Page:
Our kids used to give their worst indictment to anything by decreeing it and declaring it – boring.
For awhile we felt compelled to swoop in and save the day any time something was boring. We felt like nothing could ever ever be boring and they needed to always be stimulated and thrilled to be there.
We stopped doing that pretty quickly. We realized that their boring-ometer was way way off. And they also needed to learn how to deal with boring since it was going to crop up a lot in life. If we always staved off boring, our kids might in fact miss what is important. My daughter Anna was ready to go home from the U2 concert we took her to – she was tired and it boring.
One of my least favorite commercials out right now is the 8-9 year-old boy who extols all the places you can watch Cox on your iPad. You can watch it just about anywhere and everywhere. So you’ll never be bored and you’ll always have your shows and you never have to think even for a second. You’ll be entertained forever. Now I get there are times and places when you need your kids to be amused and to stop whining. But you have to be careful or real life will cease to lose any appeal at all and the iPad will rule the show forever.
The Apostles Creed isn’t very fun. The Lord’s Supper may not hold your attention span. A re-tuned hymn may not be repetitive enough. A 30-minute sermon from the Bible doesn’t have enough power point slides for you. We repeat too much. The gospel itself is too repetitive. We want to move on. We want to get online. We want to be distracted. We want to stop being bored.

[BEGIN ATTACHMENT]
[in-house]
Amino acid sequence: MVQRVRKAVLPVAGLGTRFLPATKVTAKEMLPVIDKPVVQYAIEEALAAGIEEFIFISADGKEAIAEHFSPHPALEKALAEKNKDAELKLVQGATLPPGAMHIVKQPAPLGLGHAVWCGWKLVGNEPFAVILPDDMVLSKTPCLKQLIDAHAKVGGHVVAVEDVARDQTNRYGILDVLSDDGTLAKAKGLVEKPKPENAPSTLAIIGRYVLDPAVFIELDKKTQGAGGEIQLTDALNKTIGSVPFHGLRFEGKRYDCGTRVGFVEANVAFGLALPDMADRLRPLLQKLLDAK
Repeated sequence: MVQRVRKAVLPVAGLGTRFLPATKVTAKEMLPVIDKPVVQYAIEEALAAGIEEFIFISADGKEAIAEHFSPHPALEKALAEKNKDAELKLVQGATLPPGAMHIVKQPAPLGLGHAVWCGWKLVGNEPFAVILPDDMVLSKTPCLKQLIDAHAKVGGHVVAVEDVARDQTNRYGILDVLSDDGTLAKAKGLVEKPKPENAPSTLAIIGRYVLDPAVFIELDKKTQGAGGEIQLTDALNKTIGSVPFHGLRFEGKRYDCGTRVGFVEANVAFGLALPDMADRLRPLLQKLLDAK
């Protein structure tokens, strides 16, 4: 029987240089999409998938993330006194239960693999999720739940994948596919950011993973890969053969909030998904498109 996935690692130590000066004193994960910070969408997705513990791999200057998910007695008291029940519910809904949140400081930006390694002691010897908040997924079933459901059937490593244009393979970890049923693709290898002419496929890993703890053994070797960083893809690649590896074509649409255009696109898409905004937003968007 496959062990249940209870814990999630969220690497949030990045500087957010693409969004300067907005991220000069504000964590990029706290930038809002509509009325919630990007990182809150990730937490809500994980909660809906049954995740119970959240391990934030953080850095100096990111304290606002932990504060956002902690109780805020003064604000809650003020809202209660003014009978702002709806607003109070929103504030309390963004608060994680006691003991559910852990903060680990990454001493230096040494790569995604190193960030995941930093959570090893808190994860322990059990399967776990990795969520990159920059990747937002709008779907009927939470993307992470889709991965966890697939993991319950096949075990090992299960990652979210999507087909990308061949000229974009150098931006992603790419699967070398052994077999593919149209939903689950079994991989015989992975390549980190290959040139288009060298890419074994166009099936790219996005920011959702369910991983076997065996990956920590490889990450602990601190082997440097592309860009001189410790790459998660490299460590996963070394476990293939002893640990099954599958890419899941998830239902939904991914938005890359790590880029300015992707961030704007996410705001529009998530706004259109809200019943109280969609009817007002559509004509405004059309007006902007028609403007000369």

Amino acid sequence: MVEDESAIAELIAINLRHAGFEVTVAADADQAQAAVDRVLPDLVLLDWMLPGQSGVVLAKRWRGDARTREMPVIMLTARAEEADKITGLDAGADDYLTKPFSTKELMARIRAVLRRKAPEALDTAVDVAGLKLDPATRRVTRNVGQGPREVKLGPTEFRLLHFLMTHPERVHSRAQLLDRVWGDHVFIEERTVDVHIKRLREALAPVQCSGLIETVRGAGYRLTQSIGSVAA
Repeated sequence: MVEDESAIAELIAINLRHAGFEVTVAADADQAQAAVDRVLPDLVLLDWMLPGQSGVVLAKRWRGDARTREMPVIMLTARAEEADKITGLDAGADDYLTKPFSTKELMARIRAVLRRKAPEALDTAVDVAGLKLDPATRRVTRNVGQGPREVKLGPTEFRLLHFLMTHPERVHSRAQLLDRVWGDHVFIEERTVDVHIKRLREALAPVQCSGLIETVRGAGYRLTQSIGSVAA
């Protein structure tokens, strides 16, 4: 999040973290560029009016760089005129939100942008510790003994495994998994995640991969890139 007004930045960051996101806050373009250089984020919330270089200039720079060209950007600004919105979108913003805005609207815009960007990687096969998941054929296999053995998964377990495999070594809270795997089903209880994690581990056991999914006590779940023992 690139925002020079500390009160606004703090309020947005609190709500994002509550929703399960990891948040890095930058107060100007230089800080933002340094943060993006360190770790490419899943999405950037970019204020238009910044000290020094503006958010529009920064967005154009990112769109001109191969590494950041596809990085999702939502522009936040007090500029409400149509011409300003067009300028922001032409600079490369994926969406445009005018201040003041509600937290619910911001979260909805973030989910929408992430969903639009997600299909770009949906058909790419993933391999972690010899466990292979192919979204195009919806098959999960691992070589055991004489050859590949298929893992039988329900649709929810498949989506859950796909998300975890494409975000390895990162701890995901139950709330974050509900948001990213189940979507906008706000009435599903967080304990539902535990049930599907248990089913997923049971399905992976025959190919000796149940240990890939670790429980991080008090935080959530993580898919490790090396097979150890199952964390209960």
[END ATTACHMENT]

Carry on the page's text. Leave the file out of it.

Sometimes – perhaps oftentimes – the church is to blame. We’ve bored the kids and the parents and treated the things of God as too common. We should repent for that. We should be filled with earnest joy and enthusiasm, and create an environment where we can truly learn and engage.
But when we are doing formative things, we need to repeat those. We don’t move on. We stick with it. We drill them in. We try to create the place where the formation gets deep down inside. Where we know the Apostles Creed after all. Where we know the what and the why of the way the Lord speaks to us. That we understand that there is assurance of forgiveness for repentant sinners and that grace is offered through faith in the life, death and resurrection of Jesus. Just because it’s repetitive doesn’t mean it has to hit the death knell of boring. It doesn’t mean we need to shuttle our kids downstairs for something cooler, better, more fun, more interesting – less. It’s less than being incorporated into the people of God. It’s less than the full covenantal community. It’s less than being treated like a real person with a full brain and complex emotions.
We’d tell our kids that bored people are boring. We tried to help them to hang in there. We worked on imagination skills when they didn’t have something to keep their attention. We tried to drill in them that they could always draw and read a book if they were prepared enough to have just those things. We worked on a family worship service on Wednesdays in our homes where we’d sit and sing the hymns of the church so they’d know them better when we sang them on Sunday. We’d pray the prayers of the church so their eyes would light up when they knew it. We’d practice sitting still so we could all pay attention. They’d get gum when we arrived at the sermon, so they had something to look forward to and we could all listen more intently. Julie would draw pictures from the sermon on a notepad we brought, and then we’d try to remember what those pictures meant and how the sermon had gone.
I don’t think church has to be boring. And I don’t think we have to die inside if our kids think so. There are some boring things that happen, and some of them won’t be thrilling until later in life. Perhaps much later. Perhaps you haven’t realized them yet. We can all grow up and love Christ and his church.